Thursday, 27 August 2009


A fun day of sorts today – I had an appointment at the local rheumatology department. I have a sneaky suspicion that it’s not actually run by the NHS and is in fact an offshoot of First Great Western railway. I come to this conclusion because last year I never caught a FGW train that was on time and I’ve never had an appointment at rheumatology that started on time.

Today was no different; I was there at 9.15 for an appointment at 9.30 and actually seen at 10.40. It does give an opportunity to study what goes on.

At the entrance to the outpatient area there is a device that delivers antibacterial hand gel and a sign that says please use before entering this area. This time a few more people used it – probably motivated by the swine flu, mostly I’m the only person that touches the stuff. I guess everyone thinks it’s mindless bureaucracy but actually rheumatologists use some drugs that depress the immune system – Methotrexate for instance, so people in the patient area could be at greater risk of infection, and hand hygiene is an important protection

They always take my blood pressure and it’s always about 15 points lower than it was in cardiology. I’ve told them each time I come and they always tell me that their machine is more accurate. Is that likely? Would the hospital put a more accurate machine in rheumatology than in cardiology? Today there was a woman sitting next to me who’s been to cardiology as well. Her blood pressure is also 15 points lower in rheumatology than it is in cardiology. I told them about it again but I’d be prepared to bet nothing will have changed next time I go.

There’s another feature of sitting in that queue – the booping alarm. I call it that because I know the sound so well. I have no idea what it is but it goes off every time I’m sitting on those chairs at the end of the corridor. If you time it for several minutes you get six boops in 62 seconds, once every 10.333333333333333333 seconds, you can tell how long I’ve been listening. There is something of a contradiction in that alarm. It’s obviously important to someone, otherwise why have an alarm on it, but it’s not so important that anyone bothers to turn it off. It’s obviously like the hand gel – it matters to someone but no one knows who.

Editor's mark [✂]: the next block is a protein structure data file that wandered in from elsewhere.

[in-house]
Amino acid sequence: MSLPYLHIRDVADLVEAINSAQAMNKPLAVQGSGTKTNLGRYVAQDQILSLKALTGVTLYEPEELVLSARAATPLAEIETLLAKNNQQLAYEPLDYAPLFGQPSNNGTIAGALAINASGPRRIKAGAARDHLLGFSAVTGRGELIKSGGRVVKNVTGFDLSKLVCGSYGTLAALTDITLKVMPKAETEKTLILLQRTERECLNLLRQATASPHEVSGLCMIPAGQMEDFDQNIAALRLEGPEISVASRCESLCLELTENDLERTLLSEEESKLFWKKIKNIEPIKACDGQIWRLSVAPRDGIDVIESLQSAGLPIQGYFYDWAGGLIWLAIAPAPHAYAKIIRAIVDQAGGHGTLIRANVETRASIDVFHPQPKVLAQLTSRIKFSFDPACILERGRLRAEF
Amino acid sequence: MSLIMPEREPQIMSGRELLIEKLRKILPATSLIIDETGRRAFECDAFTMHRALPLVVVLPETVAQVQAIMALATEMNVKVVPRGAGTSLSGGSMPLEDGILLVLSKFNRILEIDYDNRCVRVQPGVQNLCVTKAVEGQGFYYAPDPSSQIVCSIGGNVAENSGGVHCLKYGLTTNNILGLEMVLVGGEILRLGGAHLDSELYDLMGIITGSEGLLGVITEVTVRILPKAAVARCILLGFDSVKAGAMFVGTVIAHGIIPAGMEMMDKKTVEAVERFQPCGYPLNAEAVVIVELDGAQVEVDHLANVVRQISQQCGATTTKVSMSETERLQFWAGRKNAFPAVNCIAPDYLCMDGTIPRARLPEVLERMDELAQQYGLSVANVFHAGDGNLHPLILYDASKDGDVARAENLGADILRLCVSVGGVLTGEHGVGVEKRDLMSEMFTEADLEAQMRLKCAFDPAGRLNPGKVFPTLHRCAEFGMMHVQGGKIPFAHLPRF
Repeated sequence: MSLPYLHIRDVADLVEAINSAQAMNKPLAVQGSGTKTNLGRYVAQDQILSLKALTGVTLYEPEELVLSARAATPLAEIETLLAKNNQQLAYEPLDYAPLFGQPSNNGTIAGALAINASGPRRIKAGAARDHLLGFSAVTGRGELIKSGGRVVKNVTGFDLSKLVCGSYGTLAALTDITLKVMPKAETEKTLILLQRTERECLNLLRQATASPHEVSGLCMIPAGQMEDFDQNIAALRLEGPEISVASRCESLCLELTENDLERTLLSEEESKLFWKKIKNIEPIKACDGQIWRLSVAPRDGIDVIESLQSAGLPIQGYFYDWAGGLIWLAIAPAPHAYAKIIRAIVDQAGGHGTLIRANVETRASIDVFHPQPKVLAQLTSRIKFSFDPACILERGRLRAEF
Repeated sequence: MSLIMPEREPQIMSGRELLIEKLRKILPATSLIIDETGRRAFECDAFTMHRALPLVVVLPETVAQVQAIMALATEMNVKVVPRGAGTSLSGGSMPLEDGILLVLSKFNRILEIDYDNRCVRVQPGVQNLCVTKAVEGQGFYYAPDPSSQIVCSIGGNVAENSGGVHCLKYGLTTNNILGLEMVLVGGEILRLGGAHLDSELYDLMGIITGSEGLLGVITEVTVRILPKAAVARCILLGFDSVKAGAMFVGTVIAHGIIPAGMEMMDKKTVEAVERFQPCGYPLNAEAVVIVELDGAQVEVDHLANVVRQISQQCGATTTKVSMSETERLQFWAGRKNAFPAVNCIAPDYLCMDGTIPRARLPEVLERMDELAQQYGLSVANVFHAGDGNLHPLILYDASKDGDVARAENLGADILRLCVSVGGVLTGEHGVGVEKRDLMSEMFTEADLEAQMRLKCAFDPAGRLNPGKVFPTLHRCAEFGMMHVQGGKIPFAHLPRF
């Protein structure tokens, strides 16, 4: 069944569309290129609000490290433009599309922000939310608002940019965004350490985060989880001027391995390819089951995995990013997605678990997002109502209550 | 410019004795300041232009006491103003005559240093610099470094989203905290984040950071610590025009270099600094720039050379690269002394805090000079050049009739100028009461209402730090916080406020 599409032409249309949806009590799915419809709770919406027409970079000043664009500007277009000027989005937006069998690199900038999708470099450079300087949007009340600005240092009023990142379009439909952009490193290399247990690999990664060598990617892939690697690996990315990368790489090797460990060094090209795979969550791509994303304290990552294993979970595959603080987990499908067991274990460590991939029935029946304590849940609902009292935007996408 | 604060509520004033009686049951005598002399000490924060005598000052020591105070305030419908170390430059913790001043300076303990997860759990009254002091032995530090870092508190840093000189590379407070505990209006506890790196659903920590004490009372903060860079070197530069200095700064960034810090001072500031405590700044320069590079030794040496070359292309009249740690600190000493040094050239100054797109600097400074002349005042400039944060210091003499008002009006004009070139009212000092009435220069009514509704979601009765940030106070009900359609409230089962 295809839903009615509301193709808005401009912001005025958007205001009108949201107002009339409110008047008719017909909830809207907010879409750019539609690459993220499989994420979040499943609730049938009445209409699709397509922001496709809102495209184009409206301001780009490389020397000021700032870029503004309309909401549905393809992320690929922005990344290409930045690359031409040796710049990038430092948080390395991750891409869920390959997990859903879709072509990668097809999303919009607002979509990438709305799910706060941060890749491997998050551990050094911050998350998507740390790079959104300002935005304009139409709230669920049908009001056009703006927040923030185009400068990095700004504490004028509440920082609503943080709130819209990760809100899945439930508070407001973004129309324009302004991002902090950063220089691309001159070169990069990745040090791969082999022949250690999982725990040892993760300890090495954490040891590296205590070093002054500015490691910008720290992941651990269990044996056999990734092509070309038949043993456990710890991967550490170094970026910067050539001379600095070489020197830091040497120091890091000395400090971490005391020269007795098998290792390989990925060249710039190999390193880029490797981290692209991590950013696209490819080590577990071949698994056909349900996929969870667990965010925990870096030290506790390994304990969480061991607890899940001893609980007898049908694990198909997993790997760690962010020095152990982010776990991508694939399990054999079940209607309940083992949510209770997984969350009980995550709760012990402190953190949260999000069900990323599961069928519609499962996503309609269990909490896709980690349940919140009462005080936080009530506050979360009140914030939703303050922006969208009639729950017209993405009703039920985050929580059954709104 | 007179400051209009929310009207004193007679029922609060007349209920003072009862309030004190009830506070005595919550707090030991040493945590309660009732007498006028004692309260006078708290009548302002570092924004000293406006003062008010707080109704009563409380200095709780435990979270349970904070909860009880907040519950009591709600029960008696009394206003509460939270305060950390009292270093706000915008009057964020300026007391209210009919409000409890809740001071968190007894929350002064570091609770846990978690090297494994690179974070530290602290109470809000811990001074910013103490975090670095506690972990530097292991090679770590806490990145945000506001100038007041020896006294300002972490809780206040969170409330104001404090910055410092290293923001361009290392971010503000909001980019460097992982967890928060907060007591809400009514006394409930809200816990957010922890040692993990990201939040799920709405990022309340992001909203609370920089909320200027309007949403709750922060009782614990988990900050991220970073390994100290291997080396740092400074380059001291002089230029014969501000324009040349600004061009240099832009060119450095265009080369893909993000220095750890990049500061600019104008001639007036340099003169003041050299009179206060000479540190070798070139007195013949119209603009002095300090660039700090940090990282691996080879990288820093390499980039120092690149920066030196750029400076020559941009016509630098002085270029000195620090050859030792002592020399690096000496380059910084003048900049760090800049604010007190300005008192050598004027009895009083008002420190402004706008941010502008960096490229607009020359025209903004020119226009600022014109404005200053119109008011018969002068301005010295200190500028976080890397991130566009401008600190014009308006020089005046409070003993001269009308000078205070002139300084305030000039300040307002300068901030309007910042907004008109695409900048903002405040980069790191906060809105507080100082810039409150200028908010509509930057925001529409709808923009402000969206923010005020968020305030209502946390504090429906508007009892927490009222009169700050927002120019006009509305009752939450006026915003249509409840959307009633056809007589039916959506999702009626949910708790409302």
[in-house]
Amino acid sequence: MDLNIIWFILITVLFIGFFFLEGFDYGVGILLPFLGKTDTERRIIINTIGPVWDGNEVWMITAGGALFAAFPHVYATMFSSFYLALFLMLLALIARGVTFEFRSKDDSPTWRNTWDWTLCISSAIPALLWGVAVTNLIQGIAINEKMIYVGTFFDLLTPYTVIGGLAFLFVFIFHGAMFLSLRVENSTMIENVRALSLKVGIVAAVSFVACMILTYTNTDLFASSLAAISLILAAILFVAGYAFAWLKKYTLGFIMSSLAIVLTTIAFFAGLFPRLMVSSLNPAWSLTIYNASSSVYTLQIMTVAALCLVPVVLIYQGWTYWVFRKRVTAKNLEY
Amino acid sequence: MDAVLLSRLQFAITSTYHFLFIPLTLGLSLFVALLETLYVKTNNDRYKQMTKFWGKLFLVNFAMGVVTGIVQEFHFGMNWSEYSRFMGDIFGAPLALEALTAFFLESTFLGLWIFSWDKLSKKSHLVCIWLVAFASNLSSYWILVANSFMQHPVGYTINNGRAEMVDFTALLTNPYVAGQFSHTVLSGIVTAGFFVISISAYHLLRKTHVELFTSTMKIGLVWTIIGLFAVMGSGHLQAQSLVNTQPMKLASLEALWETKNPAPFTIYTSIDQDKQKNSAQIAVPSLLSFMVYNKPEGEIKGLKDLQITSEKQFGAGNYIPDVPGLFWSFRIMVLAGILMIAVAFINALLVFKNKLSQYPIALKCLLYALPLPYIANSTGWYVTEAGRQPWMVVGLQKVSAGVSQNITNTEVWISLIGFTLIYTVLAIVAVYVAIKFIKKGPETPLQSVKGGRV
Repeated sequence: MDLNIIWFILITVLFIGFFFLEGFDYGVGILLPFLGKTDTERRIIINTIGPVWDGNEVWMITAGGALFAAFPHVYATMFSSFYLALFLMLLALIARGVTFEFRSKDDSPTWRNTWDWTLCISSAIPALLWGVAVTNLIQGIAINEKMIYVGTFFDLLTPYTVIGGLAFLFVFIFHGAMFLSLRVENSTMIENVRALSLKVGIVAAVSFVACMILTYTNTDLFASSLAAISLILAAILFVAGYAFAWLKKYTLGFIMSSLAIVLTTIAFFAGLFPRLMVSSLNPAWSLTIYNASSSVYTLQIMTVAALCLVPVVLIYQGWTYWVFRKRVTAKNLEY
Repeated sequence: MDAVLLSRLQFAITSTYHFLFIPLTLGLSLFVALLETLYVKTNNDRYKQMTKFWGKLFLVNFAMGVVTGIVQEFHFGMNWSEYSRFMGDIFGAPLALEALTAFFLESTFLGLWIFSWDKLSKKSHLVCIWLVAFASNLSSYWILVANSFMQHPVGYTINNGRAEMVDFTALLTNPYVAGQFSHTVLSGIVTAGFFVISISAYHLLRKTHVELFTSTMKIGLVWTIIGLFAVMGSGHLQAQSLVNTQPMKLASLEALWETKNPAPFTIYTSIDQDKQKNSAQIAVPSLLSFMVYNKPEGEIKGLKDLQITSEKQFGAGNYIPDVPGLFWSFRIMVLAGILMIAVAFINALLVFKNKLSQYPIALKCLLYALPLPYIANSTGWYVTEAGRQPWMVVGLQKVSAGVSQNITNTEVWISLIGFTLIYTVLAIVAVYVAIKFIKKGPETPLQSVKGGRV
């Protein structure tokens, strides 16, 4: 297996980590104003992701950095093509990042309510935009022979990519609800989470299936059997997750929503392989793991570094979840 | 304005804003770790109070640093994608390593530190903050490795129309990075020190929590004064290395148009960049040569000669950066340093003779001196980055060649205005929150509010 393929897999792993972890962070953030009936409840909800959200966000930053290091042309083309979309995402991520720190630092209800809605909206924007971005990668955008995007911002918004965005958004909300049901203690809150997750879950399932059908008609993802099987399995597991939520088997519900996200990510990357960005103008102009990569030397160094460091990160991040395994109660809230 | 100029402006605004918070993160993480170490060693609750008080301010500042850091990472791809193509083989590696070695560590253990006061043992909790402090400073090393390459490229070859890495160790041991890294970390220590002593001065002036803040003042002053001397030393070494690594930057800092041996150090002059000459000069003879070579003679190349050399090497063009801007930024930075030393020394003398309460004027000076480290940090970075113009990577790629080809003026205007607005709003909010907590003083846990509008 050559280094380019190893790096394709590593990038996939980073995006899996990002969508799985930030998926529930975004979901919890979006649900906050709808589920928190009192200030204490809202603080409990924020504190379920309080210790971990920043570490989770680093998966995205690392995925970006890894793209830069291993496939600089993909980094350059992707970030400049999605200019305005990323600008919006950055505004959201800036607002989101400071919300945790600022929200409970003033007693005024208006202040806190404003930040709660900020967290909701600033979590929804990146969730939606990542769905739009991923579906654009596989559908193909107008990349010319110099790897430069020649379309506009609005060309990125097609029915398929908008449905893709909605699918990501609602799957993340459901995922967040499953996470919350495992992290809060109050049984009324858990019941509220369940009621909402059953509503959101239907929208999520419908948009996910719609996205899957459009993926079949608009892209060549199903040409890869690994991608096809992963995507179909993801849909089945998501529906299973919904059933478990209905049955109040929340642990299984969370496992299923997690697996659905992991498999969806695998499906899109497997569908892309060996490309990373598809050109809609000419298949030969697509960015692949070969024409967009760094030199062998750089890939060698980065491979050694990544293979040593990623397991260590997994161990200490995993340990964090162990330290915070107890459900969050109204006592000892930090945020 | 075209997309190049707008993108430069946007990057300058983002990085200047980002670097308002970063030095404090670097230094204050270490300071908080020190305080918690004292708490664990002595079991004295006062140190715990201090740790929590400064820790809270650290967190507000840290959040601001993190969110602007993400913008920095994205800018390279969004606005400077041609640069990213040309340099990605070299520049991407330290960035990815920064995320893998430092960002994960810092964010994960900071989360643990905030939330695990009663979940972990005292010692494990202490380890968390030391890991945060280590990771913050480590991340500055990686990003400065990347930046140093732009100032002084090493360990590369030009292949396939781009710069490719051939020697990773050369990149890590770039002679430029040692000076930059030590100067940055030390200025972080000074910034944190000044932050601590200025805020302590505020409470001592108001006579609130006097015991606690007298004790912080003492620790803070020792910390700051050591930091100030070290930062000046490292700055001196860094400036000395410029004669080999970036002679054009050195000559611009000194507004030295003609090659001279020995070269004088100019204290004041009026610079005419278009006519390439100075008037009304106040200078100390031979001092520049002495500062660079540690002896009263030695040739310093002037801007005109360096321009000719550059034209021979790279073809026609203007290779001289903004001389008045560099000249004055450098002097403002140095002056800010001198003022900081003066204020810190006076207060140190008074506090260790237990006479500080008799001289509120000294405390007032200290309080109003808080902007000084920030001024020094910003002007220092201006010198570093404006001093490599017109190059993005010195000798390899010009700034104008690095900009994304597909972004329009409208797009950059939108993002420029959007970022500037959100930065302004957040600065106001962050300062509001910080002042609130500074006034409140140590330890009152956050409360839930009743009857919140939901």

There is something about communication in that place. The last time I went the doctor I saw suggested I see the hand surgeon. OK by me, my arthritis can get me down and gradually joints in my fingers are fusing together. Sooner or later I’m going to have solid sticks protruding from my palms, so I thought seeing the hand surgeon would be a good idea. Three months later I saw him.

‘Why have you come?’ he said.

‘The rheumatologist sent me.’

‘Well there’s nothing I can do for you – the kind of arthritis you have is going to go on all around the joints even if I put in a new one.’

We did eventually agree that if my fingers go stiff pointing in a really useless direction the surgeon can at least make them move a bit and point somewhere more useful. They will still hurt.

Did I need to wait three months and spend two hour at the hospital to tell me that? The hand surgeon is sitting in the same clinic and the same desk as the rheumatologist who set me off on this unnecessary visit. Even if they can’t bring themselves to talk to each other they could stick notes on the desk. Some communication must be possible.

Would it be an awful pun about the rheumatology department to say it was disjointed? I promise I’ll get back to the novel, so long as my fingers keep pointing the right way.

1 comment:

  1. I fear the answer is that a patient who does not pay at point of service (because God knows we all pay for the NHS) will not be treated as a valued customer. Go private, and the experience is quite different; you will not be kept waiting, and you will be listened to.

    I'm sorry to hear about your fingers.